A Proper Lover

A Proper Lover - Darrah Glass This is a good series, but it isn't a series I would like to read on a row. This is quite the slow-paced love story. Pride and Prejudice with boys. And that's fine as it is.



As in the book #1, we only have Henry's POV. I would like to know more about Martin's thoughts, although in truth Martin speaks his mind more often than not. But he is so nice and so well-mannered sometimes I'm left with the feeling that he doesn't show himself in his totality. Which is understandable, because he is the slave after all. But I'm not fair on him, he's open in his feelings, he just has to say them out loud. But it's not the right time yet.

Henry is developing feelings for Martin, but he doesn't know for sure if he can call it love. And if it was, it would be an impossible situation, right? It's not as if he could say it to Martin. Because of the society, because of the power it would mean to give to Martin, and he is not ready to bare his soul without the assurance that Martin feels the same. So for now it's better to be cautious and in the meanwhile, he can enjoy their friendship and closeness.

The relationship continues the rhythm of the first book, everyday is taken advantage of. Days just don't go on, each one of them is important and as such, there is always something to tell. It's close to a diary than an actual novel, because everything is displayed, as innocuous at it all seems at first.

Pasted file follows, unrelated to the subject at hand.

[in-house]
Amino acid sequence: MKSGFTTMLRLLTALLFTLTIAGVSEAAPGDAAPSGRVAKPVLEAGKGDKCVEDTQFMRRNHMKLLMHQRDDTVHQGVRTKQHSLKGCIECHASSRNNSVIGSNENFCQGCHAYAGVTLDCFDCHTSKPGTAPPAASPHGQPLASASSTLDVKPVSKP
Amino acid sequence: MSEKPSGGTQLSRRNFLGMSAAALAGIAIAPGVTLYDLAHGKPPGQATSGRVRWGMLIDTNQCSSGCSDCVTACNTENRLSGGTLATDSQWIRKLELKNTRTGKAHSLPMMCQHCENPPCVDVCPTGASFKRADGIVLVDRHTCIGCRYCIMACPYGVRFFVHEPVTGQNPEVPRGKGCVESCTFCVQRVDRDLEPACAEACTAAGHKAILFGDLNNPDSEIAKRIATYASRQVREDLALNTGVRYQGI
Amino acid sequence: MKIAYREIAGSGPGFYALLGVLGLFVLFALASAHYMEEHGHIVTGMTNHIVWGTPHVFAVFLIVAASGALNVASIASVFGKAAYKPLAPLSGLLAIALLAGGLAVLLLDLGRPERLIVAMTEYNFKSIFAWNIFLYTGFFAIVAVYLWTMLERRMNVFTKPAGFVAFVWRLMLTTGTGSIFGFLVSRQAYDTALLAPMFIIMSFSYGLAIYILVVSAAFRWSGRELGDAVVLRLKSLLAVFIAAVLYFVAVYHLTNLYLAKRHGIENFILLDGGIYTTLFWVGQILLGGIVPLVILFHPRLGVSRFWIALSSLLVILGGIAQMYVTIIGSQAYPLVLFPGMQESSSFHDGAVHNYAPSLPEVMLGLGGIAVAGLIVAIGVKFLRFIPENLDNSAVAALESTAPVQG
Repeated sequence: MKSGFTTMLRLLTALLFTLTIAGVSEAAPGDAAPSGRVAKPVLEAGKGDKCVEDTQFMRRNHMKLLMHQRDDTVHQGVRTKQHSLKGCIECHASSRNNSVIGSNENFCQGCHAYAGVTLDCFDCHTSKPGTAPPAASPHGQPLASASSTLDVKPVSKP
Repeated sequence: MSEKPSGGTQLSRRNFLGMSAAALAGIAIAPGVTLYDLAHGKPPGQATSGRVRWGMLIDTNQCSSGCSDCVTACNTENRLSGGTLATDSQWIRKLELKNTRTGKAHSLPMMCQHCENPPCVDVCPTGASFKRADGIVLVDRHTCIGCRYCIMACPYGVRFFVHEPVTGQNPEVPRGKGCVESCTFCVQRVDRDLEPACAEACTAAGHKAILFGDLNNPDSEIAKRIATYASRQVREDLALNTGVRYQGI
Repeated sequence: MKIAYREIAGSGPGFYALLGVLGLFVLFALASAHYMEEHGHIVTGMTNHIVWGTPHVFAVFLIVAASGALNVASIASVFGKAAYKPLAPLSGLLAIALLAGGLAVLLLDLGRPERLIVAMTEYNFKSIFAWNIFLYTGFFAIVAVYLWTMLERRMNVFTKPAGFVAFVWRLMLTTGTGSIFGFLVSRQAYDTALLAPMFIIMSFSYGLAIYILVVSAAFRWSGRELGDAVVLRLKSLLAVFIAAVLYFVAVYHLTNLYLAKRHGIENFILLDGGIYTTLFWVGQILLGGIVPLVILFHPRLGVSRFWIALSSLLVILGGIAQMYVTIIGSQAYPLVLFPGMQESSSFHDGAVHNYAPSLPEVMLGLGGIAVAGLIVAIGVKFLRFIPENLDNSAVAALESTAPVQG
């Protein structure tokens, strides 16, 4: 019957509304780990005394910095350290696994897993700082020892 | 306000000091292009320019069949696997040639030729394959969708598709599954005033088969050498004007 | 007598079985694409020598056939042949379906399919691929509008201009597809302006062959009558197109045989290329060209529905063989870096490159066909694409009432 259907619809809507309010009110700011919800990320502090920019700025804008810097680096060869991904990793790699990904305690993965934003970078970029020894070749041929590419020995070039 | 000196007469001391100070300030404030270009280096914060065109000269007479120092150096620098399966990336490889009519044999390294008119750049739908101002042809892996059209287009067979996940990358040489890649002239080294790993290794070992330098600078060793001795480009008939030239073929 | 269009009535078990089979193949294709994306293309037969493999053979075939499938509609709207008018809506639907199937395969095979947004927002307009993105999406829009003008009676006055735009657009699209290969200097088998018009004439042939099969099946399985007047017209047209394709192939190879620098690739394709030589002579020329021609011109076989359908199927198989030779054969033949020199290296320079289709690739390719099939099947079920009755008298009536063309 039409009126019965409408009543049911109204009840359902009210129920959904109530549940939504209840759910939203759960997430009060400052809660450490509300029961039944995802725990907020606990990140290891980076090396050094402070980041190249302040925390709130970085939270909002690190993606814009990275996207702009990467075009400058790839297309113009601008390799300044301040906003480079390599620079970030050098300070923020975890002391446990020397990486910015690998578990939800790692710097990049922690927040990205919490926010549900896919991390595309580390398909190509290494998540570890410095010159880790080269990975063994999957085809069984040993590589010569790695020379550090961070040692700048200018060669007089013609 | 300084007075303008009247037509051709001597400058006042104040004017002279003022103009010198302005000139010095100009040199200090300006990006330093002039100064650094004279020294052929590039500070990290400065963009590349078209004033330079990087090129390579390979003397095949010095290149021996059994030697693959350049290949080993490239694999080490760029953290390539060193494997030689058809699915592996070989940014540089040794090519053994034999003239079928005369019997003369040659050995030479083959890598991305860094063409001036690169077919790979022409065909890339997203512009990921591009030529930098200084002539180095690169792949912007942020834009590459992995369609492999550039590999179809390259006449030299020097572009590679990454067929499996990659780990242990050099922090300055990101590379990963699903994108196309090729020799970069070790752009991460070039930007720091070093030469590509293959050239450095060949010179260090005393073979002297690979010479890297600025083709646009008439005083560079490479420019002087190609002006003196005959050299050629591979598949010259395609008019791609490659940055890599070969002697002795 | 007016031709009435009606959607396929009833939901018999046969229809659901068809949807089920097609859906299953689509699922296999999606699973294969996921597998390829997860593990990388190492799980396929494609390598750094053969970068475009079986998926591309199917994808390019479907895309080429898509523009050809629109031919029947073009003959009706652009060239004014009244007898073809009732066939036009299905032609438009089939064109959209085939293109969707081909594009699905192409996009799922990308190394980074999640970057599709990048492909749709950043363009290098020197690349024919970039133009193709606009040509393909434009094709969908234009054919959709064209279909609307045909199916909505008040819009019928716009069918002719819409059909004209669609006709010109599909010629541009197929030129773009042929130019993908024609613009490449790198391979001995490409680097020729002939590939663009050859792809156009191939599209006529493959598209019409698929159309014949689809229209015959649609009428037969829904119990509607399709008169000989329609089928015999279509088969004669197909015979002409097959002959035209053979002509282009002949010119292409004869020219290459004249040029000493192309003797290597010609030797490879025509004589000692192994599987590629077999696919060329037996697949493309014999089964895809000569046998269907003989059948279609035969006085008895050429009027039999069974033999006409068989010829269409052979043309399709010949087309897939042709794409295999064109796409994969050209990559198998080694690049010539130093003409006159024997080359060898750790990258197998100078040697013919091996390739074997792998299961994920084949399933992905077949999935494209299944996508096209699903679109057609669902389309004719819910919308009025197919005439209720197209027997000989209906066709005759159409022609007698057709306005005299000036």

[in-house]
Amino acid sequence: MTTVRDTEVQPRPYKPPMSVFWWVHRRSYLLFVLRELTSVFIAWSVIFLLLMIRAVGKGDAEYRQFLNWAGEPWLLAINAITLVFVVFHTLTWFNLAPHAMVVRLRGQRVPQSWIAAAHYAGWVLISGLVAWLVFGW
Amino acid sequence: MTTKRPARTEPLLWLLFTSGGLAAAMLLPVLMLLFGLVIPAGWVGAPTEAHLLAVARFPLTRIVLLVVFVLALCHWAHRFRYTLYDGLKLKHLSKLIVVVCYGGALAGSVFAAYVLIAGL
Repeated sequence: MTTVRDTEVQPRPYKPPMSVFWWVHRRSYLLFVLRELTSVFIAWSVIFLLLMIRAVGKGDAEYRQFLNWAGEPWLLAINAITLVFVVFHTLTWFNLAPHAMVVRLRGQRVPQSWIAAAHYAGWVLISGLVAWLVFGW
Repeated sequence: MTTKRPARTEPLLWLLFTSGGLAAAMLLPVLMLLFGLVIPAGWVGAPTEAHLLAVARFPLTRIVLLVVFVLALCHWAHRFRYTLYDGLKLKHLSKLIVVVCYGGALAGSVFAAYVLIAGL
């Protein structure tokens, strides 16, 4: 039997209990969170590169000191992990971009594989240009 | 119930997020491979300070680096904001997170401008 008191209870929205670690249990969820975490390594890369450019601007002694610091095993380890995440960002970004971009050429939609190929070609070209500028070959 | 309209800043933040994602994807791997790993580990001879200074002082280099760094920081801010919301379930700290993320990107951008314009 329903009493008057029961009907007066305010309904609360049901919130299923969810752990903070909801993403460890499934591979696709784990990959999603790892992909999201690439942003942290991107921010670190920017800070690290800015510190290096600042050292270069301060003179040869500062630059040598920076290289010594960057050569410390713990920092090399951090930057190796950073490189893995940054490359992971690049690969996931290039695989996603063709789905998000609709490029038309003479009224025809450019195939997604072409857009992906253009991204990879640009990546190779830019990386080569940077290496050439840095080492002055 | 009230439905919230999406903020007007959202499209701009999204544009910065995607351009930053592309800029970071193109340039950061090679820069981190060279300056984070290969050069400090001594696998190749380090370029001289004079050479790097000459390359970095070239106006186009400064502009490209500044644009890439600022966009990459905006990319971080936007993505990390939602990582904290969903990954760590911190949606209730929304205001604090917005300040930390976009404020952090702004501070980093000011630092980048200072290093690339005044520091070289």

But truth is, lots of things happen.



1) We go to parties and how Henry is excluded from most of them (the swap parties), which makes him feel sad but not enough because he can invest that time in Martin. And they don't waste any time. They are 16 but very imaginative. They make competitions and dares and cute things, too. Henry feels very possessive and can't let anyone else have Martin, which is fine by me.

2) There are scandals and disgraces concerning Henry's friends' families that bring embarrassment and conflicts, too. For instance, Louis' older brother, James, has a slip. And another one of this friends have problems, too, which arises the slaves' fears and, by extension, Martin's. But Henry is not going to allow anything to hurt Martin.

3) And at Martin's proposal, Henry begins seeing Cora more often, but with the side effect that she loves Martin more than him. I was hoping I would see more of Henry's father, if only that despite him being so distant and cold he truly cares for Henry, as Martin states. I'm curious about what happened with Uncle Reggie but it's obvious it's not as much as a mystery.

4) We get to know Henry's mother's family at last, and it's a large family indeed. I hope we get to see more of them because the encounter was shocking at least and very revealing. I truly did not expect such decadence in a constricted society, but of course, looks can be deceiving.

5) And we finally meet, and I say finally because it's an interesting turn that this character we had heard a lot about appears, if just for a short while: Uncle Reggie. He is probably going to become an ally, one that Henry needs because he has no one else to share his fears and doubts with.

All in all, it's quite deceiving because we don't get far from Henry and Martin. They are the center of this world and little interference comes form outside, or that's what they make us think. In truth it's a long book and there is time for other characters to act and influence them. Sometimes they are just anecdotes, sometimes they are something more important. Other times, it changes it all. But the gypsy woman's visions haven't come true yet, but I've learnt that fortune tellers in books are always right.